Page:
There’s an old Chinese proverb: “Give a man a fish you’ll feed him for a day, teach him how to fish, you’ll feed him for life.” That’s what Anubhav Das, 43, an aquaponics farmer, believes in. His quirkily named Red Otter Farms is the latest to join this small but growing breed of eco-friendly agriculturalists.
My introduction to Das came courtesy of the attractively packaged box of mixed greens that one of my son’s young friends insisted I try. I expected the garden-variety ‘salaad pattas’, so the fresh-looking leaves were a pleasant surprise. I discovered that the luscious greens were a product of aquaponics.
An ecologically sustainable model, aquaponics — not to be confused with hydroponics — combines hydroponics with aquaculture.
Hydroponics is the soil-less growing of plants, where soil is replaced with water (remember that money plant in a discarded booze bottle?). Aquaculture is the raising of fish. With aquaponics, you grow both fish and plants in one integrated eco-system.
So how exactly does this food-fish combo work? Das says it’s quite simple: The fish waste provides an organic food source for the plants, which in turn naturally filter the water for the fish, creating a balanced eco-system. There is a third participant: microbes or nitrifying bacteria that eventually convert the ammonia from the fish waste into nitrates which plants need to grow. Since both the fish and the plants can be used for consumption and income generation, the method delivers a two-fold benefit. Science for Stupid 101, right?
- The Food and Agriculture Organization of the United Nations (FAO) put out a technical paper in 2014, detailing the positives and negatives of the practice. Here are some:
- Higher yields (20-25% more) and qualitative production.
- Can be used on non-arable land such as deserts, degraded soil or salty, sandy islands.
- Creates little waste.
- Daily tasks, harvesting and planting are labour-saving and therefore can include all ages.
- Expensive initial startup costs compared with soil production or hydroponics.
- Knowledge of fish, bacteria and plant production is needed.
- Optimal temperature ranges needed (17-34*C).
- Mistakes or accidents can cause catastrophic collapse of system.
- Daily management is mandatory.
- Requires reliable access to electricity, fish seed and plant seeds.
- Alone, aquaponics will not provide a complete diet.
Red Otter Farms is in Kotabagh a tiny hamlet near Corbett Park, Uttarakhand. They currently have salad subscriber boxes and are available in specialty food stores in Delhi-NCR. With the hugely experienced chef Bakshish Dean on board, Red Otter also plans to start including recipes and cooking ideas in the boxes.
In 2016, Sushant Madaan started Urban Kheti, north India’s first aquaponics farm near Sohna in Gurugram. They produce soft herbs like mint, basil and coriander as well as everyday veggies like tomato and lady’s finger.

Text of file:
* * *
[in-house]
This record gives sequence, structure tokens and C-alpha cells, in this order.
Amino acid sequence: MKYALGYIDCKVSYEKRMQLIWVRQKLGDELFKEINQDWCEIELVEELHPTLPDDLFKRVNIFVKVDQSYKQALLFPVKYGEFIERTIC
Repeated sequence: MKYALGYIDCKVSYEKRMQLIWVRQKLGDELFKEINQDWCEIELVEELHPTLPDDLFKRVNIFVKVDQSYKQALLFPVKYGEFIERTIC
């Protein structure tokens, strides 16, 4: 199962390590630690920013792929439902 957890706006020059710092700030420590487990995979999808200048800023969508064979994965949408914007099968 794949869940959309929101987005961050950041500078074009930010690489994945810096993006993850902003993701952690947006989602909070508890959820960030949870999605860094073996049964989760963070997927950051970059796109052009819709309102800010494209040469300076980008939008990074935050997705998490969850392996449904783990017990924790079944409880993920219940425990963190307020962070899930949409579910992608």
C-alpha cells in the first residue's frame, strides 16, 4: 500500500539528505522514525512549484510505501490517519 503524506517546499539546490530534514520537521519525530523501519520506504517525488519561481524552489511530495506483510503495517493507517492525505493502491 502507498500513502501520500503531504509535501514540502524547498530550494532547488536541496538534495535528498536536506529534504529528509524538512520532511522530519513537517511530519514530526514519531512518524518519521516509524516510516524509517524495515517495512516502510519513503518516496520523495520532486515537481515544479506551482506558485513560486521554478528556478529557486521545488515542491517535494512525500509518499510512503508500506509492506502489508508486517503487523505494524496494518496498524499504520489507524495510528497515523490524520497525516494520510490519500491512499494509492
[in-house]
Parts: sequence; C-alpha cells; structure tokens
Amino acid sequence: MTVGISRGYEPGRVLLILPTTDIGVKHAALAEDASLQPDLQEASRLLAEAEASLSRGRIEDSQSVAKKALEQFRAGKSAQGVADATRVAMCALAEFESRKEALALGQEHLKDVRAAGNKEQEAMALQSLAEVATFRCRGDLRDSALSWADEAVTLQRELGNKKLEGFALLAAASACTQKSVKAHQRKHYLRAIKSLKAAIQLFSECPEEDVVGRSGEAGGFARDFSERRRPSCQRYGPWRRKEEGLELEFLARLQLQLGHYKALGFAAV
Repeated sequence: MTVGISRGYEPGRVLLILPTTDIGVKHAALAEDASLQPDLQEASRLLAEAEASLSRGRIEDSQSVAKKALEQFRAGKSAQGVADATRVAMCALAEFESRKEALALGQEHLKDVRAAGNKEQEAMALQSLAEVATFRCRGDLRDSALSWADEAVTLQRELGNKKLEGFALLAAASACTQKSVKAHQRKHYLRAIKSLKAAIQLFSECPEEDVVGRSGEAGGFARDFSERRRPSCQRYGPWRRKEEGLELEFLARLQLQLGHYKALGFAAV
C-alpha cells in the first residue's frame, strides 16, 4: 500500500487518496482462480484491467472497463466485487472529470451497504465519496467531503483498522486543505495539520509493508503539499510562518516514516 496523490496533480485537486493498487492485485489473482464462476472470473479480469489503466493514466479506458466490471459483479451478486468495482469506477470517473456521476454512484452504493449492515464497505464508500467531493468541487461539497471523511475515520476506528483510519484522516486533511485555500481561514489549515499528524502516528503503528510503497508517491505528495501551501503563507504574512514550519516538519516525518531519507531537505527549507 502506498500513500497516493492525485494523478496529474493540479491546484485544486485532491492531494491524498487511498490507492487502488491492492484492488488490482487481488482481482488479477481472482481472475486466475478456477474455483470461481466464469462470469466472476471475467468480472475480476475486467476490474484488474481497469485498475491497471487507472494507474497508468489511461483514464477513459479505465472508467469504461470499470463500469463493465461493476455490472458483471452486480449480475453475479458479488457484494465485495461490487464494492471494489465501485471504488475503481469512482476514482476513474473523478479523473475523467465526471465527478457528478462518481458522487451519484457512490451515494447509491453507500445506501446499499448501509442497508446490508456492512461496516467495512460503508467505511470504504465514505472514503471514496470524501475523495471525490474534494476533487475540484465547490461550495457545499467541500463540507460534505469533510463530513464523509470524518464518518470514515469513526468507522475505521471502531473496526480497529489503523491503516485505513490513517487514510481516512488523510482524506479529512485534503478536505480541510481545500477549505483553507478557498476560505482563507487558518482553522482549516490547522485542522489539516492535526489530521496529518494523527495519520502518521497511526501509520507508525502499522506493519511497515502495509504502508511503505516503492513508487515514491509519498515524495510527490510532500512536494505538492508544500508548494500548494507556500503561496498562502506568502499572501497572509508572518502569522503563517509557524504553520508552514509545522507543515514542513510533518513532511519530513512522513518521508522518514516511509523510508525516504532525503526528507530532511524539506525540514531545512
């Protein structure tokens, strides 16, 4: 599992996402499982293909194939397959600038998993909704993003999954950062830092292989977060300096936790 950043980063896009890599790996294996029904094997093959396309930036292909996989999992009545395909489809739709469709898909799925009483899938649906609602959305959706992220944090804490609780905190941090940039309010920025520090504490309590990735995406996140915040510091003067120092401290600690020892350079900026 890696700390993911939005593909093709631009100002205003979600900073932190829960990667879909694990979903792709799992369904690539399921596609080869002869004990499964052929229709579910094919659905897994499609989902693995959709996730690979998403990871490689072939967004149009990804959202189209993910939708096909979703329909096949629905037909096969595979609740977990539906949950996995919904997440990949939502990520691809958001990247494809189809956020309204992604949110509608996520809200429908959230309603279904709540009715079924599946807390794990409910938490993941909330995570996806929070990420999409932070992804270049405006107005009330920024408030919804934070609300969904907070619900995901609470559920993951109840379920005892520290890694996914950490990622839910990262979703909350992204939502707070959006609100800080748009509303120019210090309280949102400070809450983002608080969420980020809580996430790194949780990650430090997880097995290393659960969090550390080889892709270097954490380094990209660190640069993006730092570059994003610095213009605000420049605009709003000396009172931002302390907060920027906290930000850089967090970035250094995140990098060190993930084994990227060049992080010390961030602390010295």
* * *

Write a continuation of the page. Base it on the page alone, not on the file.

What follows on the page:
South India has led the way, with aquaponics. Cherai, a coastal village near Kochi has over 200 projects. In 2016, spurred by low crop yield due to over farming of soil, the Pallipuram Service Cooperative Bank launched an aquaponics project.
Bengaluru-based Madhavi Farms has long been associated with the growing of plants and herbs for the medical and perfume industries. In 2017, it began its aquaponic operations. In collaboration with Waterfarmers, a Canadian company that has set up projects in Hong Kong, China, Oman and Australia, Madhavi Farms’ homegrown brand Satvik Sabji has been delivering salad greens, herbs, and veggies like tomatoes and cauliflower locally.
It’s not just home home chefs who are trying it out. Chef Madhu W. Krishnan, Executive Chef, Research & Development, ITC Hotels, is enthusiastic about having these choices. “In terms of taste, quality and appearance, aquaponically grown produce relies solely on naturally produced fertilisers. This ensures plants get macro- and micro-nutrients, making the produce nutrient-dense and improving sensory credentials,” she says.
For instance, at the new ITC Royal Bengal in Kolkata, a plant-forward shiitake and aquaponic red spinach burger is a hit. Other aquaponic stars include morning glory, cress, pok choi as well as a variety of greens and leaves that are integrated into stir-fries, stews and casseroles. Madhu says it’s about supporting local producers and farmers and being more environmentally responsible. “Chefs play a key role in creating awareness, influencing and inspiring their diners to reconsider their sourcing approach,” he says.
Das is considering doubling his green house space to 20,000 sq ft. While technically aquaponic produce is not labelled “organic” — by definition this includes the role of soil—they are pesticide-free. Over the years he’s come up with localized solutions that suit specific geographies. In Kota Bagh, for instance, he uses local varieties of carp and Catla fish and in his next aquaponic venture up in the Himalayas, he intends to use trout.
He admits to having had some hits and misses along the way, adding laughingly, “If all else fails, I have become a qualified plumber!”